Besides the Lungs, Other Organs Affected by Lung Cancer

Unfortunately for many sufferers, lung cancer is seldom diagnosed when it is in its early stages, and is usually only discovered by accident when either a routine chest X-ray, or a CT (computer tomography) scan is ordered by a doctor for another health issue. Some 25% of all lung cancer sufferers tend to show no signs of having lung cancer present, meaning that when the disease is eventually diagnosed, it is usually in its late and final stages. Other organs in the body at this stage have also usually been caused some degree of damage. This damage is usually permanent.

As the disease develops within the lung, the outer tissues of the lung are invaded by cancerous cells, as are other nearby tissues. This development enables the lung cancer to be able to spread to other organs in the body with relative ease. The disease can infiltrate the liver and adrenal glands, which often occurs over a period of time without any noticeable symptoms to the sufferer. When symptoms of visual problems begin to occur, it is usually because the lung cancer has spread to the brain, which may cause the sufferer to have a seizure. A loss of strength may also be noticed.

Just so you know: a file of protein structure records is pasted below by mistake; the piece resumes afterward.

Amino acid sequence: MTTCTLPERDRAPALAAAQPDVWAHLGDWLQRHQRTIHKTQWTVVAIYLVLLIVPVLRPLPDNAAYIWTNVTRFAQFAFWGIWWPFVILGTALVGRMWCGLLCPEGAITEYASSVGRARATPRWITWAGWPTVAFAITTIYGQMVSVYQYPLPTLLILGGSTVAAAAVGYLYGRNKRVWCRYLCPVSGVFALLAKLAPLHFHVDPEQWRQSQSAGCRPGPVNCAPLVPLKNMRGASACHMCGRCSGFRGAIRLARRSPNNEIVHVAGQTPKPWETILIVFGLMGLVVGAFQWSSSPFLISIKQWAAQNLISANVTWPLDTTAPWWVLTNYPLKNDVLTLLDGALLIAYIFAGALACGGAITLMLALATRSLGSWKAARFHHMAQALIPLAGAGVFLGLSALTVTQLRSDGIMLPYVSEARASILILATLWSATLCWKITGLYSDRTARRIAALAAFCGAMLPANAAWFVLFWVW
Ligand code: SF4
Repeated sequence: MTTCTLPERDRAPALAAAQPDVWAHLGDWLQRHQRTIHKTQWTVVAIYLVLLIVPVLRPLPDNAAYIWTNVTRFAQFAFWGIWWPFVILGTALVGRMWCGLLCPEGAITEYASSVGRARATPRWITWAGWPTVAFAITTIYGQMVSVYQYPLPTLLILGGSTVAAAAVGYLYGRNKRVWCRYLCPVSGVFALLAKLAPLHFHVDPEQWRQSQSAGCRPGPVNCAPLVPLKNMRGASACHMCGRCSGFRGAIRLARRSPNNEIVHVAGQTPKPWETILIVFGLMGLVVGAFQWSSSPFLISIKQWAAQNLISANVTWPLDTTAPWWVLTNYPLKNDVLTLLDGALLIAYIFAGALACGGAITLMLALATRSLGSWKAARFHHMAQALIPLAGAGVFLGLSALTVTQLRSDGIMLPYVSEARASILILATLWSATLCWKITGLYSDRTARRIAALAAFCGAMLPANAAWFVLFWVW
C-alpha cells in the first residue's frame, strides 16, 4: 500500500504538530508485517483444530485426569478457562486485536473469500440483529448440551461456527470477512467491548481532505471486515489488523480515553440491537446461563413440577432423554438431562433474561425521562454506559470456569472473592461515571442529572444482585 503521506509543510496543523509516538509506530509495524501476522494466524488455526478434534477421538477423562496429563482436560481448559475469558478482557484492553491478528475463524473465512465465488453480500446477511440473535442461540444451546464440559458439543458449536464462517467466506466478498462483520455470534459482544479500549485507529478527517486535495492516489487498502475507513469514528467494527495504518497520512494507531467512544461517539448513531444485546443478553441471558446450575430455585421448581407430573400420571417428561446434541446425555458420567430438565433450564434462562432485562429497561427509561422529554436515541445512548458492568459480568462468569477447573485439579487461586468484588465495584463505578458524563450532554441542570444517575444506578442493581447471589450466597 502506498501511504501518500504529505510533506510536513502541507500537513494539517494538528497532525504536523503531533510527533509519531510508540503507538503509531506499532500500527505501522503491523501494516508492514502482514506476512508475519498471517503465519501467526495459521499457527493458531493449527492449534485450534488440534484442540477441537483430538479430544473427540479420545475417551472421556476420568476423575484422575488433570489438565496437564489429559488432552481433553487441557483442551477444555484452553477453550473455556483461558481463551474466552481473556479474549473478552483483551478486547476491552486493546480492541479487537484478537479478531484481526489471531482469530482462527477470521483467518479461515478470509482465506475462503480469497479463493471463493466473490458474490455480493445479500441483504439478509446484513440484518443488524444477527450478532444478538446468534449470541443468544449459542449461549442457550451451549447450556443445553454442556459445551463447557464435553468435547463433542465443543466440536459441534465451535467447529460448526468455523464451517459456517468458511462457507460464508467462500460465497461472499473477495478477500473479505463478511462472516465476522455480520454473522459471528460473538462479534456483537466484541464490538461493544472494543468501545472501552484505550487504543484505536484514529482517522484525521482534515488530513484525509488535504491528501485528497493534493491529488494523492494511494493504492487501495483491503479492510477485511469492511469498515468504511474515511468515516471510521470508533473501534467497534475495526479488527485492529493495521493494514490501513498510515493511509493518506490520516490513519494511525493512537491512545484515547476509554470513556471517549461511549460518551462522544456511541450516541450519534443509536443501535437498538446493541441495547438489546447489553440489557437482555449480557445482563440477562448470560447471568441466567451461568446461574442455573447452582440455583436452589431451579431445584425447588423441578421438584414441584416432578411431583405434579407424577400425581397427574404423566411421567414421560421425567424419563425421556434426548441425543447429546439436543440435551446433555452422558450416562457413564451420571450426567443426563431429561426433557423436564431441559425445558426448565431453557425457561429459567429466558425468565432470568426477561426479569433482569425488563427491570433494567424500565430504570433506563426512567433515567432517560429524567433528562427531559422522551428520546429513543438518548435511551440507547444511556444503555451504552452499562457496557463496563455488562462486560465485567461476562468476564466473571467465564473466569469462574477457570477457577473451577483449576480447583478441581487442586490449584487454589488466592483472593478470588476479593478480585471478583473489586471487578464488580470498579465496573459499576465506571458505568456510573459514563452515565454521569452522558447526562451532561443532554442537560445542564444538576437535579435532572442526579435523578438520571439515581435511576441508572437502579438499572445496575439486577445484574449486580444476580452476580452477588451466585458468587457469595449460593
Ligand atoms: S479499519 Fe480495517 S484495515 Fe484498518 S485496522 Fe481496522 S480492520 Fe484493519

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Bones can also be affected by lung cancer, usually noticeable with a discomfort in either the vertebrae (backbone), or the ribs and thighs. The nerves can also be attacked, which causes many sufferers to experience continuous aching pains in the (deltoids) shoulders, and a pain that runs along the outer side of the arm. Vocal chords may be affected when the cancer has spread to the esophagus (the conduit that connects the mouth and stomach) causing difficulty in swallowing. This is usually caused when a portion of the lung has collapsed, resulting in a severe, difficult to treat lung infection.

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Other common symptoms caused by lung cancer are a lack of appetite, a noticeable weight loss (usually occurring rapidly), headaches, sluggishness, memory loss problems, bleeding and clotting. These symptoms often go untreated for long periods of time before a sufferer feels the need to deal with them, as they often get associated with other less serious health issues. When a sufferer has been diagnosed with late stage lung cancer, most of the damage has already been caused to the body, resulting in a sufferer having a low prognosis (life expectancy), usually under five years from when the disease was first diagnosed.


by Philip A Edmonds-Hunt